G. Goodman, M. Eric Gershwin and D. Bercovich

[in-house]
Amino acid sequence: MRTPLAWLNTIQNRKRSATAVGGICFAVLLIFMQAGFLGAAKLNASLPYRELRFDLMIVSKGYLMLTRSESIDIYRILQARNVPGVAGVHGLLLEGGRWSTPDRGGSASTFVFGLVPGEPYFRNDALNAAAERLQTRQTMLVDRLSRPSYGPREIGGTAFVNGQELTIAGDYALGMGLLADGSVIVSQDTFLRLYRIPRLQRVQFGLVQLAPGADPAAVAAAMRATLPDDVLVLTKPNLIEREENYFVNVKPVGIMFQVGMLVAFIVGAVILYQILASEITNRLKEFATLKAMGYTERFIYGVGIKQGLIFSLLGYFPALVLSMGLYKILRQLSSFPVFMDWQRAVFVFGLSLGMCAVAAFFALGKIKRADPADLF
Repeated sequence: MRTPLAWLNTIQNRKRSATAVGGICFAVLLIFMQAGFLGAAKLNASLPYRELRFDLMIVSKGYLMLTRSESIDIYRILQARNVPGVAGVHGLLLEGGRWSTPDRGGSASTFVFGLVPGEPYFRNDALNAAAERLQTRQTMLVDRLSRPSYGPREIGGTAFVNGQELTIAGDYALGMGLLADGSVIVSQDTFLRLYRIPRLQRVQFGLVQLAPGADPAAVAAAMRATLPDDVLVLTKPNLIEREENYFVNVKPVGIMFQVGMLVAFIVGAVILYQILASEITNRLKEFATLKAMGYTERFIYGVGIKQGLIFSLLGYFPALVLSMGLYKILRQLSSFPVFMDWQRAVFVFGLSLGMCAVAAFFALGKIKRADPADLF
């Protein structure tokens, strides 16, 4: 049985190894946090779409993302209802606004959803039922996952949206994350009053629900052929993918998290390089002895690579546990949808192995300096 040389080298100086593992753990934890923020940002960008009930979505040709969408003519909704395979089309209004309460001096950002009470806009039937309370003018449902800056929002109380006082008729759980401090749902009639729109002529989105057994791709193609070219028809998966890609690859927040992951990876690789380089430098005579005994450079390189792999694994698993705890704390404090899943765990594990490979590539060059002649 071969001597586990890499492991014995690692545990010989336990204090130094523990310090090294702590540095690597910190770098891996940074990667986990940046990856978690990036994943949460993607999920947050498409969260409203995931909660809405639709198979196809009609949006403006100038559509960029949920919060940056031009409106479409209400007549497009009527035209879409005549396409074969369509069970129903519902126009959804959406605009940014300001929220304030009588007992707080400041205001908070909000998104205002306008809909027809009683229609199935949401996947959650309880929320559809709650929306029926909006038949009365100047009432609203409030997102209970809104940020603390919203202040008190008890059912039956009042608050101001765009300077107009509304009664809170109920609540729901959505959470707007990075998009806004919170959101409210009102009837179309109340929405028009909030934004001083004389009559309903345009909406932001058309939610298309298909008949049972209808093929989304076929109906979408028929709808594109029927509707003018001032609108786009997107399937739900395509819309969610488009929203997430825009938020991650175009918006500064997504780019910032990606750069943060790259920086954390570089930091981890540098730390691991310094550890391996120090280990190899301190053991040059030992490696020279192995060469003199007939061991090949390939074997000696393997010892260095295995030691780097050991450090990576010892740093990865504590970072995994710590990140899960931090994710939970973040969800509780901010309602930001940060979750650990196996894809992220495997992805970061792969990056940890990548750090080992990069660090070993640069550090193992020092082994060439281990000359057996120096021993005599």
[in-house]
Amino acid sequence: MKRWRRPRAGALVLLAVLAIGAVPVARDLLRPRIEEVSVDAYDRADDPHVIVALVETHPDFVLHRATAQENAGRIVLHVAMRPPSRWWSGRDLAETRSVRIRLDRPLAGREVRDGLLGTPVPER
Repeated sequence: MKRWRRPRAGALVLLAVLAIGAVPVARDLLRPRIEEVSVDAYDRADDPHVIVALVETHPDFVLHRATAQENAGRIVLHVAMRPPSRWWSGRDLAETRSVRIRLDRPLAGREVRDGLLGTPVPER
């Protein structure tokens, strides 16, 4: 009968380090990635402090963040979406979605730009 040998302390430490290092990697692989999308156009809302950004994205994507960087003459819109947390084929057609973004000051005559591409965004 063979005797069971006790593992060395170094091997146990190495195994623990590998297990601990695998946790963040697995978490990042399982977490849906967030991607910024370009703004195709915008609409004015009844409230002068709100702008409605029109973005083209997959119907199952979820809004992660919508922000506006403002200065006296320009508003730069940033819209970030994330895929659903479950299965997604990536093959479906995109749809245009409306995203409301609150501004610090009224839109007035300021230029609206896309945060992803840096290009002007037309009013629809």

The role of carbon in the development of life and as the structural backbone of all organisms is universally accepted and an essential part of evolution. However, the molecular basis is largely unknown and the interactions of carbon with nitrogen and oxygen in space are enigmatic. In 1985, the previously unknown form of carbon, coined fullerene, was discovered. We hypothesize that by virtue of the unique properties of fullerene, this hollow, ultra-robust, large, purely carbon molecule was the earliest progenitor of life. It acted as a stable universal biologic template on which small molecules spontaneously assembled and then formed, by further assembly, a surface mantle (here termed rosasome) of larger molecules. We submit that this process, by its inherent flexibility, initiated evolution, allowing the emergence of parallel diverse rosasome lines responding selectively to varying spatial environments. For example, rosasomal lines mantled with nucleotide and peptide layers are conceived as primordial forerunners of the ubiquitous ribosome. Moreover, the parallel independent and interdependent evolution of rosasome lines would be more rapid than sequential development, refute precedence of either DNA or RNA, and explain the evolution of integration of two subunits with different structures and functions in ribosomes and of the triplet nature of the codon. Based on recent astronomical data, this hypothesis supports the concept that life is not a singularity. This concept also suggests a potential vehicle for therapeutics, biotechnology and genetic engineering.